Let’s go ahead and dish out The Revolution’s weekly awards.
The nominees for the Che for the best read of the week:
Detective Comics #843
Project Super Powers #2
The Winner: Project Super Powers #2
This week was very light on truly quality reads. I really had to stretch it to nominate Detective Comics #843 just to prevent Project Super Powers #2 from running away and hiding with the Che due to a complete and total lack of competition this week.
I had to give the Che for the best read of the week to Project Super Powers #2. This was the only read this week that I found to be anything special. Krueger continues to impress me with his hard work on this title. This is a finely crafted story that is deep and thick enough to give the reader plenty to chew on while at the same time has enough action and adventure to keep the reader entertained.
And now the nominees for the Sequential Methadone Award for the worst read of the week:
Action Comics #863
Amazing Spider-Man #555
Countdown to Final Crisis #4
The Twelve #4
Trials of Shazam #12
Young X-Men #1
The Winner: The Twelve #4
This is by far the most nominees for the Sequential Methadone Award of the week. Maybe I am just more of a cranky bastard than usual this week, but I found so many of the reads this week to be dull and unimpressive.
Once again, Amazing Spider-Man continues to be an anemic read that offers up a boring all-ages version of Spider-Man. This Brand New Day story has been a complete and total miss with me. And on top of it all, I had to suffer through the visual slop known as Chris Bachalo’s art.
Action Comics #863 ended this plodding and dry Legion of Super Heroes story arc with a complete and total whimper. I may be in the minority, but as a maniacal Legion fan I was summarily unimpressed with Johns’ lukewarm effort that he gave to his version of the Legion. This story arc only served to make me appreciate the effort that Shooter is giving us over on the Legion of Super Heroes.
Cable #2 was a monotonous read that lacked much in the way of substance.
Countdown to Final Crisis #4 has already been sufficiently hammered in my review. Of course, I have never been averse to piling on a title and kicking someone when they are down. The handling of Mary Marvel’s character continues to be atrocious. This title is barely able to drag its rotting and stinking corpse across the finish line with these final issues.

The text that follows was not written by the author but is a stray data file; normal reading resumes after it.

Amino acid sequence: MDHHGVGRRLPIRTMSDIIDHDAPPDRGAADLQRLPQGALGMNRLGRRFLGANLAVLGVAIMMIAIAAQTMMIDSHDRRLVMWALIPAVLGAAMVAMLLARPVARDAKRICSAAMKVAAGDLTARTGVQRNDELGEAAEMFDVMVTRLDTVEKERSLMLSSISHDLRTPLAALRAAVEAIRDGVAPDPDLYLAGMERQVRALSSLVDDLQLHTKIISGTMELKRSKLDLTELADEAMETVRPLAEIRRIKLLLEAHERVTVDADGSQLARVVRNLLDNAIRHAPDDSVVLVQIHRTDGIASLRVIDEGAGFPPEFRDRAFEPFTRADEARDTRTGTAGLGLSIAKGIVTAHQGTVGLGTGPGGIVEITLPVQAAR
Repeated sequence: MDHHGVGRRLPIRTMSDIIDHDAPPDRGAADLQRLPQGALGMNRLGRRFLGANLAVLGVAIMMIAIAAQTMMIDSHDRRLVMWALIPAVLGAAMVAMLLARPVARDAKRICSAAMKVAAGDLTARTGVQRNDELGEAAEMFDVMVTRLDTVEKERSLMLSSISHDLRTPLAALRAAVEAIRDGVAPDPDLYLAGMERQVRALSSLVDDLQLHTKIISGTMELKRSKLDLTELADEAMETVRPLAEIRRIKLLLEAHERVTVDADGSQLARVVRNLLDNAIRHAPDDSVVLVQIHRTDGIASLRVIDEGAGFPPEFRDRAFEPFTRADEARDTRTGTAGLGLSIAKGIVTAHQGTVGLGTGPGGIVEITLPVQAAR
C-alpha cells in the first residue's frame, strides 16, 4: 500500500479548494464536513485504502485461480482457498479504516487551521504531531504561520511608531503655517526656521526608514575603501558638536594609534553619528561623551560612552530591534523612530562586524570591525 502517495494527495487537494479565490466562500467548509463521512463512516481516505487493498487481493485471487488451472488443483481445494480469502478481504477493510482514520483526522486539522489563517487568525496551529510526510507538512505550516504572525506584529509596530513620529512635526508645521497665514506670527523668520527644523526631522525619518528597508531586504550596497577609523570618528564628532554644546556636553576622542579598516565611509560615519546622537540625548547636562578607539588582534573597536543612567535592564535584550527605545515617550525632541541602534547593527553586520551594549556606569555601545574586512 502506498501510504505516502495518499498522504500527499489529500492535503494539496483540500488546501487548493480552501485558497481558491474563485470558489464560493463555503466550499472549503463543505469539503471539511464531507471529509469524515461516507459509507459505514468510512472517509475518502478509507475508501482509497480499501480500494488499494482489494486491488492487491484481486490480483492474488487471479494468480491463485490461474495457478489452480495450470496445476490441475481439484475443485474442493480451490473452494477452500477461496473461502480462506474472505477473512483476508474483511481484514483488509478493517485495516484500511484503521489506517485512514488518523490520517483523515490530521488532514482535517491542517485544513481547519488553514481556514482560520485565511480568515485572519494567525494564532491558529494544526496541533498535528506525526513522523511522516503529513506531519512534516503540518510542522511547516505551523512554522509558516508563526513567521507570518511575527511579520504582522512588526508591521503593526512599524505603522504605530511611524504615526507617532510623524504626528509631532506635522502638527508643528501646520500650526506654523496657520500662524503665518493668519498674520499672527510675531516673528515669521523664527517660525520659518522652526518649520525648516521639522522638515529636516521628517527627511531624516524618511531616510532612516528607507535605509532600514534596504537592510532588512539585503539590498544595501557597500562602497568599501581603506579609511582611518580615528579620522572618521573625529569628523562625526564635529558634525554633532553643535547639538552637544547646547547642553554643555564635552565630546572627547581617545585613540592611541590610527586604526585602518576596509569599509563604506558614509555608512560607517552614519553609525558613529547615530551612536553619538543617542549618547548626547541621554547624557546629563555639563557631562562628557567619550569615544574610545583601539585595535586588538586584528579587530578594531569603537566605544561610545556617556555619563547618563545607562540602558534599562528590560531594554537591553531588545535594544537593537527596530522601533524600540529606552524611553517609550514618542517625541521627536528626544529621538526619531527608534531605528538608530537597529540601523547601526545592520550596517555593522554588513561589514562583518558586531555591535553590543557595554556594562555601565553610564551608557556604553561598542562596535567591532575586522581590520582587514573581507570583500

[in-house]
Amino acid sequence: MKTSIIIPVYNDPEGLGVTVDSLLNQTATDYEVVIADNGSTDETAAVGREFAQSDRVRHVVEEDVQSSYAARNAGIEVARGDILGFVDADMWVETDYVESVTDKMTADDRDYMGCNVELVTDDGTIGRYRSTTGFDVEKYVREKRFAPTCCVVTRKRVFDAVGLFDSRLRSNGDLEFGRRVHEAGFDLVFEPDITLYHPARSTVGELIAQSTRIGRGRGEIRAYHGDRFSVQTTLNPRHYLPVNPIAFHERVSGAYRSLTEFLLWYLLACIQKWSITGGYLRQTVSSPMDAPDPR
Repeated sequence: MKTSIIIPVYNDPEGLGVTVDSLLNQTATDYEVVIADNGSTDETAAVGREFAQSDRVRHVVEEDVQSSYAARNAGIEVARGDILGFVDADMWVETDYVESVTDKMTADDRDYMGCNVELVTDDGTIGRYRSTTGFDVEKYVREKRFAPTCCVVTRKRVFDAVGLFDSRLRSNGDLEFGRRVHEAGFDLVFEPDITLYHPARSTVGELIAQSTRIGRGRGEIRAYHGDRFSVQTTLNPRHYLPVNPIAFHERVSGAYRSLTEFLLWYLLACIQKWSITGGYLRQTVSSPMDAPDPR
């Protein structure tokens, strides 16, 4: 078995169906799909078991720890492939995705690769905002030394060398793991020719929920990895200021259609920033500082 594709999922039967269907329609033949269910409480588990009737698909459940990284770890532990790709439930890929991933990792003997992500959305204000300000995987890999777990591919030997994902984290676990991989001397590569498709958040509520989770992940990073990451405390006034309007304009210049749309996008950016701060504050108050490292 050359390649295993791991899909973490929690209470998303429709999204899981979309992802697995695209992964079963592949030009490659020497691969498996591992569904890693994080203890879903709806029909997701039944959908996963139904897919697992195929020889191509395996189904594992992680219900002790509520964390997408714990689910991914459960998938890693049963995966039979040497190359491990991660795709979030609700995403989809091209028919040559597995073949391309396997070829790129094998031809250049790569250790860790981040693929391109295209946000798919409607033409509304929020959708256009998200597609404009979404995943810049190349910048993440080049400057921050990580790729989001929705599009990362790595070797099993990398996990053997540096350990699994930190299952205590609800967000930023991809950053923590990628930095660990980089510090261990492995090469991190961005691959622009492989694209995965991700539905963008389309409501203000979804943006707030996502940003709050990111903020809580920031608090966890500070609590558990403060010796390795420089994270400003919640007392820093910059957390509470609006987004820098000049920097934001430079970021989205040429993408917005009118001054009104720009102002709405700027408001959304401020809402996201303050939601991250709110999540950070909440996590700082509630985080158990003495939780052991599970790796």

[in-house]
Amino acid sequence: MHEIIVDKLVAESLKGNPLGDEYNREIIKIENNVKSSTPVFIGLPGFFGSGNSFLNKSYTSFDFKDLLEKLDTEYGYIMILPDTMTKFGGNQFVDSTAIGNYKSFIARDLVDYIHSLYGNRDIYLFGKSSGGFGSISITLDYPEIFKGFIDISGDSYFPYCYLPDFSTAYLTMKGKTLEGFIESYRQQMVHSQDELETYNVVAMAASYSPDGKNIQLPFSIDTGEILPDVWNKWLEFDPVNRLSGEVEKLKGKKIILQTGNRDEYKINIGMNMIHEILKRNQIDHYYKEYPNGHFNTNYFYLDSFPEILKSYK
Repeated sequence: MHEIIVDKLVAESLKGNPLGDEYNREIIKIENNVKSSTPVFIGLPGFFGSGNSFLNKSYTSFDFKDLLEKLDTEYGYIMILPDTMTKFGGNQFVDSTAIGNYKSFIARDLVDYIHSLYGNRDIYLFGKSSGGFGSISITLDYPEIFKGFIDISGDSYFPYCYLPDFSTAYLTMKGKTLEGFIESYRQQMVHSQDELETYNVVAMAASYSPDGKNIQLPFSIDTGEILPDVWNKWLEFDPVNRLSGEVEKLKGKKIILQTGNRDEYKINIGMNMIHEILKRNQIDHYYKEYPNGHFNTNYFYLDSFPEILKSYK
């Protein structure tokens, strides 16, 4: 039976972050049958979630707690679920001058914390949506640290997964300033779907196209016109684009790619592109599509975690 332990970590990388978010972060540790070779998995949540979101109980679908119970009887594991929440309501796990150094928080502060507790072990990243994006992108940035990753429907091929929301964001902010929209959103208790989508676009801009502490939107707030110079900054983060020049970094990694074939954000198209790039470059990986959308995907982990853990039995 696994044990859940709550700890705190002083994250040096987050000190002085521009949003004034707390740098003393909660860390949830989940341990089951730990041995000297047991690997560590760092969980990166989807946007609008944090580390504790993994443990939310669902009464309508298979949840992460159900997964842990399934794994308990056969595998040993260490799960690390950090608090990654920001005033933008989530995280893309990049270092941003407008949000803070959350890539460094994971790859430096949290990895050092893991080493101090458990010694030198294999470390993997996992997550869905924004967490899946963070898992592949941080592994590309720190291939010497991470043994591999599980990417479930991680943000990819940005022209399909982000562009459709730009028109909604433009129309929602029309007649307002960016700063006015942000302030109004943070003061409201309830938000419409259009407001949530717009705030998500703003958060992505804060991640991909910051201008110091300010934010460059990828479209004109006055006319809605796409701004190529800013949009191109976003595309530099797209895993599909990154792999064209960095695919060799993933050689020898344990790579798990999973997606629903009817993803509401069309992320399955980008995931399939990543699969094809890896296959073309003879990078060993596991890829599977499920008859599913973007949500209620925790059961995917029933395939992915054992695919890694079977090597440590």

Nightwing #143 was unable to do anything other than elicit a half-bored yawn from me at the conclusion of this issue. This issue was nothing more than an average super hero story. It had a run-of-the-mill feel to it. This title lacks an identity as DC continues to have no idea what to do with Dick Grayson’s character.
Trials of Shazam #12 was so bad that it made me throw up a little bit into my mouth while reading it. It is practically mind numbing how completely rancid Winick’s re-making of Captain Marvel’s world of magic has been. The only nice thing I can say is that this title has mercifully come to an end and that we can only hope that Morrison uses Final Crisis to erase this completely ridiculous and laughably bad version of Captain Marvel.
Young X-Men #1 is another of the new titles to spin out of the aftermath of the Messiah Complex. This title takes the place of the New X-Men. At first I wondered what was the need for the name change and then it dawned on me. Young Avengers. Young X-Men. Aww, how nauseatingly cute. Dust, Rockslide, Wolf Cub and Blindfold are old Xavier students who are joined by two new characters in Greymaklin and Ink. I already absolutely despise Ink after having to put up with him saying the irritating word “cuz” about a million times in just a couple of pages. Kill this character and do it now.
I gave Young X-Men #1 5 out of 10 Night Girls for the story and 6 out of 10 Night Girls for the art. Marc Guggenheim delivers such an underwhelming debut issue. This is nothing more than your average standard issue super hero story. The story has a generic and cookie cutter feel to it. There is an alarming lack of energy and creativity on this first issue.
After finishing this issue, I came away with the feeling that Marvel is simply just trying to flood the market with yet another X-title rather than Marvel creating this title because they had an actual story to tell. Maybe I’m just not the target demographic with this title. There are so many quality reads on the market that I see no reason to recommend people wasting their money on such an ordinary title like Young X-Men.
However, even in a week full of pathetic reads, I still had to give the Sequential Methadone Award of the week to The Twelve #4. JMS continues to amaze me by cranking out one truly horrid read after another on this title. The Twelve #4 delivers yet another dull, plodding and directionless read. JMS continues to re-hash the same tired material. There appears to be no purpose to this title other than to serve as a platform for JMS to go off on some weird tangential sermons. The Twelve truly serves as an excellent example of what Sequential Methadone stands for.
So congrats to Project Super Powers #2 for winning the Che for the week and congrats to The Twelve #4 for winning the Sequential Methadone Award for the week.